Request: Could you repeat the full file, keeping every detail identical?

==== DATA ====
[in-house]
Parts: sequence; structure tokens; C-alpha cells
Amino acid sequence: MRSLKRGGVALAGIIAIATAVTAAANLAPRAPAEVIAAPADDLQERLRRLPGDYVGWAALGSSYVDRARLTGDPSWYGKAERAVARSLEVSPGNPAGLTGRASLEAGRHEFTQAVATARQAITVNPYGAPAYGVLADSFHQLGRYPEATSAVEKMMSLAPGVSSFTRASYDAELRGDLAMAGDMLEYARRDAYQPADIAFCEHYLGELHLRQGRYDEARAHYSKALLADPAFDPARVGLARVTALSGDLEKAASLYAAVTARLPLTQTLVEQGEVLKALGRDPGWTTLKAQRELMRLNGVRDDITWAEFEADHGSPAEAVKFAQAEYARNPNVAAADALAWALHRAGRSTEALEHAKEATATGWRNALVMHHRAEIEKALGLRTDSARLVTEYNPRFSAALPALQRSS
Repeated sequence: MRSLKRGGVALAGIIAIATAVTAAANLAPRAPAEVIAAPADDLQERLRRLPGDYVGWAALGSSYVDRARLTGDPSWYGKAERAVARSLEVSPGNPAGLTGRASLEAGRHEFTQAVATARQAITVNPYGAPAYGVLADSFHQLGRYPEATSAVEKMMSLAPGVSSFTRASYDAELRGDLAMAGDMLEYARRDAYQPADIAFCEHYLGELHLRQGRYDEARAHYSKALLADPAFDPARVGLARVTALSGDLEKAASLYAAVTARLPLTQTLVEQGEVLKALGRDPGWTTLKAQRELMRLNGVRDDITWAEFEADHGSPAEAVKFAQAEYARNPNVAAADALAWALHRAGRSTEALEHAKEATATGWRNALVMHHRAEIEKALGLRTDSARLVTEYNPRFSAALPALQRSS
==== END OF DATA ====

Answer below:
[in-house]
Parts: sequence; structure tokens; C-alpha cells
Amino acid sequence: MRSLKRGGVALAGIIAIATAVTAAANLAPRAPAEVIAAPADDLQERLRRLPGDYVGWAALGSSYVDRARLTGDPSWYGKAERAVARSLEVSPGNPAGLTGRASLEAGRHEFTQAVATARQAITVNPYGAPAYGVLADSFHQLGRYPEATSAVEKMMSLAPGVSSFTRASYDAELRGDLAMAGDMLEYARRDAYQPADIAFCEHYLGELHLRQGRYDEARAHYSKALLADPAFDPARVGLARVTALSGDLEKAASLYAAVTARLPLTQTLVEQGEVLKALGRDPGWTTLKAQRELMRLNGVRDDITWAEFEADHGSPAEAVKFAQAEYARNPNVAAADALAWALHRAGRSTEALEHAKEATATGWRNALVMHHRAEIEKALGLRTDSARLVTEYNPRFSAALPALQRSS
Repeated sequence: MRSLKRGGVALAGIIAIATAVTAAANLAPRAPAEVIAAPADDLQERLRRLPGDYVGWAALGSSYVDRARLTGDPSWYGKAERAVARSLEVSPGNPAGLTGRASLEAGRHEFTQAVATARQAITVNPYGAPAYGVLADSFHQLGRYPEATSAVEKMMSLAPGVSSFTRASYDAELRGDLAMAGDMLEYARRDAYQPADIAFCEHYLGELHLRQGRYDEARAHYSKALLADPAFDPARVGLARVTALSGDLEKAASLYAAVTARLPLTQTLVEQGEVLKALGRDPGWTTLKAQRELMRLNGVRDDITWAEFEADHGSPAEAVKFAQAEYARNPNVAAADALAWALHRAGRSTEALEHAKEATATGWRNALVMHHRAEIEKALGLRTDSARLVTEYNPRFSAALPALQRSS